; Vincus, A. A.
; Shamblen, S. R.
; and Harris, M. S. Journal of Drug Education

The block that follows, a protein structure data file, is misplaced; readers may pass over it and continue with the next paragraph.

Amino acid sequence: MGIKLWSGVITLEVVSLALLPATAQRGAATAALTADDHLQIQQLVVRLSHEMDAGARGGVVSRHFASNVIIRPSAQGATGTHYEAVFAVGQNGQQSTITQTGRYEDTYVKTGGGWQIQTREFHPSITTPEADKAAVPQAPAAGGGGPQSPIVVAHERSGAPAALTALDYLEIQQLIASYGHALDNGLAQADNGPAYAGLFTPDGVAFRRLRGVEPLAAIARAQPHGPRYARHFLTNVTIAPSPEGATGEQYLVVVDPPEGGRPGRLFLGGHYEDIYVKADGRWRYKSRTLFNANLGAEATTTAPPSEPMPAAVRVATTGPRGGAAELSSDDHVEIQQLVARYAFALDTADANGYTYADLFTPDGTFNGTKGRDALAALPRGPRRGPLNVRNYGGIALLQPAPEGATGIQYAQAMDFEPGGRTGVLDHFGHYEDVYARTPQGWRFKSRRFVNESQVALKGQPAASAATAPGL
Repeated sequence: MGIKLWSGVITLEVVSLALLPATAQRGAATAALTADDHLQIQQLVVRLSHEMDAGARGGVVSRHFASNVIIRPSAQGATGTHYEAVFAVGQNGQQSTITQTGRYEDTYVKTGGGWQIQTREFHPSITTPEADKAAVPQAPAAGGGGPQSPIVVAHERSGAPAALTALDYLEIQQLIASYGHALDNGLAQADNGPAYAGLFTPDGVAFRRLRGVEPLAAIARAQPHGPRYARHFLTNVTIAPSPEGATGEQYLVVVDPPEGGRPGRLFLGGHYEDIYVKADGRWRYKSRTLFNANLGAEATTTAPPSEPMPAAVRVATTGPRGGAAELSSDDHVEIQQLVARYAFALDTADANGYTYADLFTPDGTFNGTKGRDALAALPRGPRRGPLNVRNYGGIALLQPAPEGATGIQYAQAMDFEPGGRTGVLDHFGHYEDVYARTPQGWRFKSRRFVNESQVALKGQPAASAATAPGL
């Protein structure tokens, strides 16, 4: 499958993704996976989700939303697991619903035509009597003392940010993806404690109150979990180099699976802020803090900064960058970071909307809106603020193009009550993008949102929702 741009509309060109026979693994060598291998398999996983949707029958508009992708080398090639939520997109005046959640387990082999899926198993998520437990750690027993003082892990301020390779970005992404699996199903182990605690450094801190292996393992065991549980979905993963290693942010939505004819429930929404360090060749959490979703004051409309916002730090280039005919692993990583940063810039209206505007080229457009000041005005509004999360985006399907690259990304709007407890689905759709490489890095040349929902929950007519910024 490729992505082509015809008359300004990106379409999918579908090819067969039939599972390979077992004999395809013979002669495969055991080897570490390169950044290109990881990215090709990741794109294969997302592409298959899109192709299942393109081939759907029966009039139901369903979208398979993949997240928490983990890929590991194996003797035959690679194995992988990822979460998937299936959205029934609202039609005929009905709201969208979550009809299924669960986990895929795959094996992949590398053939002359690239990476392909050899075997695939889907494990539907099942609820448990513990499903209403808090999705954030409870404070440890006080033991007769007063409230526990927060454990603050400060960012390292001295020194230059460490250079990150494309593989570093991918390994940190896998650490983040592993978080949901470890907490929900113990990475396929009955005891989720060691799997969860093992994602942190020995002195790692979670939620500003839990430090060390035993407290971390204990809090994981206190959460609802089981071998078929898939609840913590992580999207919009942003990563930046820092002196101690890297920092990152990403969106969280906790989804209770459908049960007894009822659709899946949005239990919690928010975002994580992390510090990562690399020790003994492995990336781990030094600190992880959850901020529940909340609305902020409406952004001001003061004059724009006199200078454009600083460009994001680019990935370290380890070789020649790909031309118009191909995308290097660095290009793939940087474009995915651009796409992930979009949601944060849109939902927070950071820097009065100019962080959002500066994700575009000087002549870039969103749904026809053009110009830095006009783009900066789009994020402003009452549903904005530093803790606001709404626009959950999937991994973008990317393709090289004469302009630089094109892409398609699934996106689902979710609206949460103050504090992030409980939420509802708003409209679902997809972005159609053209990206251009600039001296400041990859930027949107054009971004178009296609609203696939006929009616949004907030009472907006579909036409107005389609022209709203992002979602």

, vol. 40, pgs. 37-49 (2010)We present the short-term results of a quasi-experimental evaluation of the revised DARE. (Drug Abuse Resistance Education) curriculum. Study outcomes examined were D.A.R.E.'s effects on three substances, namely students' lifetime and 30-day use of tobacco, alcohol, and marijuana, as well as their school attendance and academic performance. The study comprised students in 17 urban schools, each of which served as its own control; 5th graders in the 2006-2007 school year constituted the comparison group (n = 1490), and those enrolled as 5th graders in the 2007-2008 school year constituted the intervention group (n = 1450). We found no intervention effect on students' substance use for any of the substance use outcomes assessed. We did find that students were more likely to attend school on days they received DARE. lessons and that students in the intervention group were more likely to have been suspended. Study findings provide little support for the implementation and dissemination of the revised D.A.R.E. curriculum.